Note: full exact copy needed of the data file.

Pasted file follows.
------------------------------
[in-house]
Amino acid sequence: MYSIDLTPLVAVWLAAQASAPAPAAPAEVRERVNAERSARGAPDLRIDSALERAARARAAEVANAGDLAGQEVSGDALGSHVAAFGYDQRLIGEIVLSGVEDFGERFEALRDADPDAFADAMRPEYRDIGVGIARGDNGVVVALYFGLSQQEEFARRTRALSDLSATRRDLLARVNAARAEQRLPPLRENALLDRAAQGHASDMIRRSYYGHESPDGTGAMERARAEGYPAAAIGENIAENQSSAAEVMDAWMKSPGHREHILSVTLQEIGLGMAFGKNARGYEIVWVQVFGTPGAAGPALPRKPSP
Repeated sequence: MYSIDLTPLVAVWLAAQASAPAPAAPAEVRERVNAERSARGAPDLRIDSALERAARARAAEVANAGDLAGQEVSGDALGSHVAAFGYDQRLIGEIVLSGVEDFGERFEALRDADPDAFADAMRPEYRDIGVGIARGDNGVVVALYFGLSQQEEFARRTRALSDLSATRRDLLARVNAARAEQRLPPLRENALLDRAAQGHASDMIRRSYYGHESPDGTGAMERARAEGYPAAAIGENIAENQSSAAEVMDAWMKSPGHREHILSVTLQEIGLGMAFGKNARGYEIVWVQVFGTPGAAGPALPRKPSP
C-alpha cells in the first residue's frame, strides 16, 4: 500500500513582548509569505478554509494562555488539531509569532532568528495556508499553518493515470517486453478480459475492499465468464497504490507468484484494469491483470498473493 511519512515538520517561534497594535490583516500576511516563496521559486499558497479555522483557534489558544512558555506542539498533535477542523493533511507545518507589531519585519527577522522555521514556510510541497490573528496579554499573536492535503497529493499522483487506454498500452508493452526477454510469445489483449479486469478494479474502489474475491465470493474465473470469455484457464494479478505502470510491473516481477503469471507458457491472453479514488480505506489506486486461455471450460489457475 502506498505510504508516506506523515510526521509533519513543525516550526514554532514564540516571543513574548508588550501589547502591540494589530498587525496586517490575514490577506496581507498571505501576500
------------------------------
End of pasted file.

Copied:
[in-house]
Amino acid sequence: MYSIDLTPLVAVWLAAQASAPAPAAPAEVRERVNAERSARGAPDLRIDSALERAARARAAEVANAGDLAGQEVSGDALGSHVAAFGYDQRLIGEIVLSGVEDFGERFEALRDADPDAFADAMRPEYRDIGVGIARGDNGVVVALYFGLSQQEEFARRTRALSDLSATRRDLLARVNAARAEQRLPPLRENALLDRAAQGHASDMIRRSYYGHESPDGTGAMERARAEGYPAAAIGENIAENQSSAAEVMDAWMKSPGHREHILSVTLQEIGLGMAFGKNARGYEIVWVQVFGTPGAAGPALPRKPSP
Repeated sequence: MYSIDLTPLVAVWLAAQASAPAPAAPAEVRERVNAERSARGAPDLRIDSALERAARARAAEVANAGDLAGQEVSGDALGSHVAAFGYDQRLIGEIVLSGVEDFGERFEALRDADPDAFADAMRPEYRDIGVGIARGDNGVVVALYFGLSQQEEFARRTRALSDLSATRRDLLARVNAARAEQRLPPLRENALLDRAAQGHASDMIRRSYYGHESPDGTGAMERARAEGYPAAAIGENIAENQSSAAEVMDAWMKSPGHREHILSVTLQEIGLGMAFGKNARGYEIVWVQVFGTPGAAGPALPRKPSP
C-alpha cells in the first residue's frame, strides 16, 4: 500500500513582548509569505478554509494562555488539531509569532532568528495556508499553518493515470517486453478480459475492499465468464497504490507468484484494469491483470498473493 511519512515538520517561534497594535490583516500576511516563496521559486499558497479555522483557534489558544512558555506542539498533535477542523493533511507545518507589531519585519527577522522555521514556510510541497490573528496579554499573536492535503497529493499522483487506454498500452508493452526477454510469445489483449479486469478494479474502489474475491465470493474465473470469455484457464494479478505502470510491473516481477503469471507458457491472453479514488480505506489506486486461455471450460489457475 502506498505510504508516506506523515510526521509533519513543525516550526514554532514564540516571543513574548508588550501589547502591540494589530498587525496586517490575514490577506496581507498571505501576500